Thanks for your reply Eddie, as a relative newcomer I find a lot of the 'sensitive' areas around traditional song, to be a minefeild to be honest! But your elaboration, reminds me that the songs themselves are the thing.


Post - Top - Home - Printer Friendly - Translate

Subject: RE: Traditional Singing and Apprenticeship
From: mg
Date: 07 Jun 09 - 01:19 PM

I would start, as they recommend in at least one folklore graduate program, with your own locale or heritage. How about asking at the nearest elder facility if you can interview a few of the elders and see what they remember? There are probably tips and techniques for doing this..but you could come up with some treasures and have fun in the process...mg


Post - Top - Home - Printer Friendly - Translate

Subject: RE: Traditional Singing and Apprenticeship
From: Crow Sister (off with the fairies)
Date: 07 Jun 09 - 01:24 PM

"I would start, [..] with your own locale or heritage. How about asking at the nearest elder facility if you can interview a few of the elders and see what they remember?"

Mg - yeah, I've thought about this since posting. My suspicion is that pickings will be thin to non-existent. But it's worth a try, hey? One never knows what someone might remember..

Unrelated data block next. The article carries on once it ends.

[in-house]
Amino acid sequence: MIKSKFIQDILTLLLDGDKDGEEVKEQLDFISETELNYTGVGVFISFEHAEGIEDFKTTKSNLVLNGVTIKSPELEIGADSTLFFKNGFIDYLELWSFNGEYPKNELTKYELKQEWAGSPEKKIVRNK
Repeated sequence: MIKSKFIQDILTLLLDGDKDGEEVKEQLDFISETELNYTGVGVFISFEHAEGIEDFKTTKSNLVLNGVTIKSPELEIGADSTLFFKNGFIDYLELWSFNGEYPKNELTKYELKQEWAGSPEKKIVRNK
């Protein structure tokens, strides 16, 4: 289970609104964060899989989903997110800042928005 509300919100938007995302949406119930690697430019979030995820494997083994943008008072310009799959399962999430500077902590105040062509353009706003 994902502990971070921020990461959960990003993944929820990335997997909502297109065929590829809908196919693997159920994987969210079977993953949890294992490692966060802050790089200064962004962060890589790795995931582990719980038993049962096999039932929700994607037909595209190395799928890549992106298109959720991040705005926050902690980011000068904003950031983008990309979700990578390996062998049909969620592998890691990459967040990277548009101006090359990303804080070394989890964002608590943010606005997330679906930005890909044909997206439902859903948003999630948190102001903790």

Post - Top - Home - Printer Friendly - Translate

Subject: RE: Traditional Singing and Apprenticeship
From: GUEST
Date: 07 Jun 09 - 01:35 PM

If you really want to collect folk songs, you could always enroll one of the programs at, say UCLA, or Indiana University, or Penn.


Post - Top - Home - Printer Friendly - Translate

Subject: RE: Traditional Singing and Apprenticeship
From: Vic Smith
Date: 07 Jun 09 - 01:39 PM

Crow Sister wrote
Or maybe Sam has Scottish ancestry or something?


I wrote an article on Sam for fRoots and in the interview, Sam told me that his background was Eastern European Jewish.

Crow Sister wrote
So if I'm right, Sam is English and Stanley is Scottish?
Is there any err cultural confusion in this?


Well, there certainly could be if it was not done properly. Another time when Sam stayed at our house, Stanley was also there and I was able to witness a lesson and the intensity of the learning process that goes on as part of this apprenticeship. If you hear Sam sing a song that he has learned from Stanley, there is no attempt on Sam's part to adopt a false Scottish accent, but you can still hear the minutae of the decorations and the emotional intersity that he has learned from his great master.

When Sam sings one of Stanley's songs, there is no doubt that
a] the song is being sung in Sam's voice and
b] The source of the song is Stanley.
And to my mind, that is the way it should be.

I think that Crow Sister makes an interesting point about "cultural confusion" and it makes me think of another music and ask the following questions:-

Who are amongst the finest revival performers of Old Timey/Appalachian music and song?
Well, amongst them must be Bruce Molsky, Tom Paley, Sara Grey, John Cohen and Mike Seeger.

And what is the background of these five?